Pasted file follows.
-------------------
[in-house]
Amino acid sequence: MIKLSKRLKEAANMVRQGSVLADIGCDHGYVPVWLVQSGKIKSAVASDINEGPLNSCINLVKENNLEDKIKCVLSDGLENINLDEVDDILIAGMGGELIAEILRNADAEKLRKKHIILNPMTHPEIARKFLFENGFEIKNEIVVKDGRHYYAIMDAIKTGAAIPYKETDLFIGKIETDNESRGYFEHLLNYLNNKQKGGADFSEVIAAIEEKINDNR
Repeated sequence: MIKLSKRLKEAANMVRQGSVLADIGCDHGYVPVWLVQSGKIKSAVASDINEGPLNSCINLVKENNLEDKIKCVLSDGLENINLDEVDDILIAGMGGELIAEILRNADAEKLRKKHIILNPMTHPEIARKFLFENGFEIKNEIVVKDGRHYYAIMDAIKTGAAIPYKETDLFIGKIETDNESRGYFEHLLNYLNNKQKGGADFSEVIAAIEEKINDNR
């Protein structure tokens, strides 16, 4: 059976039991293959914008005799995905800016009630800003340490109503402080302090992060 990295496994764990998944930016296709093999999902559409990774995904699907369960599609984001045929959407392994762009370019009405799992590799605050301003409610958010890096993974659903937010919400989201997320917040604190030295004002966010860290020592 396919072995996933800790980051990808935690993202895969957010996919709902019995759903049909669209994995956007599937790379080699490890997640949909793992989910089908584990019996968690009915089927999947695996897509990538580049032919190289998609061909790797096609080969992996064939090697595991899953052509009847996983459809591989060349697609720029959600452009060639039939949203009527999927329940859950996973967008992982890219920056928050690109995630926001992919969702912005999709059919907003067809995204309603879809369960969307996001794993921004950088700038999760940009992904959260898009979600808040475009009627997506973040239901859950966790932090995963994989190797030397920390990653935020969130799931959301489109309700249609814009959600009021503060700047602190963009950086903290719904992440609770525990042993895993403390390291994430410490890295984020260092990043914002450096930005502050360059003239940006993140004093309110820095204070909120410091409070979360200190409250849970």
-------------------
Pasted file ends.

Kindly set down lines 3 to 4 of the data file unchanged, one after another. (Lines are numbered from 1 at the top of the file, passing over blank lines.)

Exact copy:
Repeated sequence: MIKLSKRLKEAANMVRQGSVLADIGCDHGYVPVWLVQSGKIKSAVASDINEGPLNSCINLVKENNLEDKIKCVLSDGLENINLDEVDDILIAGMGGELIAEILRNADAEKLRKKHIILNPMTHPEIARKFLFENGFEIKNEIVVKDGRHYYAIMDAIKTGAAIPYKETDLFIGKIETDNESRGYFEHLLNYLNNKQKGGADFSEVIAAIEEKINDNR
């Protein structure tokens, strides 16, 4: 059976039991293959914008005799995905800016009630800003340490109503402080302090992060 990295496994764990998944930016296709093999999902559409990774995904699907369960599609984001045929959407392994762009370019009405799992590799605050301003409610958010890096993974659903937010919400989201997320917040604190030295004002966010860290020592 396919072995996933800790980051990808935690993202895969957010996919709902019995759903049909669209994995956007599937790379080699490890997640949909793992989910089908584990019996968690009915089927999947695996897509990538580049032919190289998609061909790797096609080969992996064939090697595991899953052509009847996983459809591989060349697609720029959600452009060639039939949203009527999927329940859950996973967008992982890219920056928050690109995630926001992919969702912005999709059919907003067809995204309603879809369960969307996001794993921004950088700038999760940009992904959260898009979600808040475009009627997506973040239901859950966790932090995963994989190797030397920390990653935020969130799931959301489109309700249609814009959600009021503060700047602190963009950086903290719904992440609770525990042993895993403390390291994430410490890295984020260092990043914002450096930005502050360059003239940006993140004093309110820095204070909120410091409070979360200190409250849970």